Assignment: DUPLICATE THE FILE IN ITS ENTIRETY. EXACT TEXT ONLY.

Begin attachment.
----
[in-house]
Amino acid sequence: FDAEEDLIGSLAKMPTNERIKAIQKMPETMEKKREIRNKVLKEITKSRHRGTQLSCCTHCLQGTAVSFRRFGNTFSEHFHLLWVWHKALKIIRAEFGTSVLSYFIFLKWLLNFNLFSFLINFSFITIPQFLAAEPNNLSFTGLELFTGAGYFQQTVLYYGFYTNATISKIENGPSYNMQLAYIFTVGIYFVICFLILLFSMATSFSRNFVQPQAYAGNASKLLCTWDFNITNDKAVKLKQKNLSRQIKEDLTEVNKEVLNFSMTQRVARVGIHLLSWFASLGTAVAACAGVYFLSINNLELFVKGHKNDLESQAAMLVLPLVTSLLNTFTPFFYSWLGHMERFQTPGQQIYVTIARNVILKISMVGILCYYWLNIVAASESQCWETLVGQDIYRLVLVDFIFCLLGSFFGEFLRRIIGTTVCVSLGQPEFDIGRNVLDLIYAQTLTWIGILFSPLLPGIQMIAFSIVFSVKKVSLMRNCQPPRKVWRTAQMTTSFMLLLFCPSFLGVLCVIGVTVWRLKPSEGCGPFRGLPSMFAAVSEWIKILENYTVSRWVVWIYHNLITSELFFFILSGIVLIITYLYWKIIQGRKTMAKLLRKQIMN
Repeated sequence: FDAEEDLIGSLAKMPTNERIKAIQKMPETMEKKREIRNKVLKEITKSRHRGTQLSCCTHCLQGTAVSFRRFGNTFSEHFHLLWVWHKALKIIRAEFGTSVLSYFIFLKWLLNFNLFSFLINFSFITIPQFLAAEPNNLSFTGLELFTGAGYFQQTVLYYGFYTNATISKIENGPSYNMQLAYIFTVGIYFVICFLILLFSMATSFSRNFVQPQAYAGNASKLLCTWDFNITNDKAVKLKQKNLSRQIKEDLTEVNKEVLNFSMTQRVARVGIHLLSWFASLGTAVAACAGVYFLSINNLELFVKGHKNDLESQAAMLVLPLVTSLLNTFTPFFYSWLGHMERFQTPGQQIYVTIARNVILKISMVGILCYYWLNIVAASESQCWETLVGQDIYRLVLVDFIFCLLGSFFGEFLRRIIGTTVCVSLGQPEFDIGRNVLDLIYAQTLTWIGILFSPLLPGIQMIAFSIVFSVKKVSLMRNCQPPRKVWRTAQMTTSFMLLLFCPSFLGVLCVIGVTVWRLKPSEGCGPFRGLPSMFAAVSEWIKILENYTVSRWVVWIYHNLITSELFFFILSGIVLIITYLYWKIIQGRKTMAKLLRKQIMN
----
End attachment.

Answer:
[in-house]
Amino acid sequence: FDAEEDLIGSLAKMPTNERIKAIQKMPETMEKKREIRNKVLKEITKSRHRGTQLSCCTHCLQGTAVSFRRFGNTFSEHFHLLWVWHKALKIIRAEFGTSVLSYFIFLKWLLNFNLFSFLINFSFITIPQFLAAEPNNLSFTGLELFTGAGYFQQTVLYYGFYTNATISKIENGPSYNMQLAYIFTVGIYFVICFLILLFSMATSFSRNFVQPQAYAGNASKLLCTWDFNITNDKAVKLKQKNLSRQIKEDLTEVNKEVLNFSMTQRVARVGIHLLSWFASLGTAVAACAGVYFLSINNLELFVKGHKNDLESQAAMLVLPLVTSLLNTFTPFFYSWLGHMERFQTPGQQIYVTIARNVILKISMVGILCYYWLNIVAASESQCWETLVGQDIYRLVLVDFIFCLLGSFFGEFLRRIIGTTVCVSLGQPEFDIGRNVLDLIYAQTLTWIGILFSPLLPGIQMIAFSIVFSVKKVSLMRNCQPPRKVWRTAQMTTSFMLLLFCPSFLGVLCVIGVTVWRLKPSEGCGPFRGLPSMFAAVSEWIKILENYTVSRWVVWIYHNLITSELFFFILSGIVLIITYLYWKIIQGRKTMAKLLRKQIMN
Repeated sequence: FDAEEDLIGSLAKMPTNERIKAIQKMPETMEKKREIRNKVLKEITKSRHRGTQLSCCTHCLQGTAVSFRRFGNTFSEHFHLLWVWHKALKIIRAEFGTSVLSYFIFLKWLLNFNLFSFLINFSFITIPQFLAAEPNNLSFTGLELFTGAGYFQQTVLYYGFYTNATISKIENGPSYNMQLAYIFTVGIYFVICFLILLFSMATSFSRNFVQPQAYAGNASKLLCTWDFNITNDKAVKLKQKNLSRQIKEDLTEVNKEVLNFSMTQRVARVGIHLLSWFASLGTAVAACAGVYFLSINNLELFVKGHKNDLESQAAMLVLPLVTSLLNTFTPFFYSWLGHMERFQTPGQQIYVTIARNVILKISMVGILCYYWLNIVAASESQCWETLVGQDIYRLVLVDFIFCLLGSFFGEFLRRIIGTTVCVSLGQPEFDIGRNVLDLIYAQTLTWIGILFSPLLPGIQMIAFSIVFSVKKVSLMRNCQPPRKVWRTAQMTTSFMLLLFCPSFLGVLCVIGVTVWRLKPSEGCGPFRGLPSMFAAVSEWIKILENYTVSRWVVWIYHNLITSELFFFILSGIVLIITYLYWKIIQGRKTMAKLLRKQIMN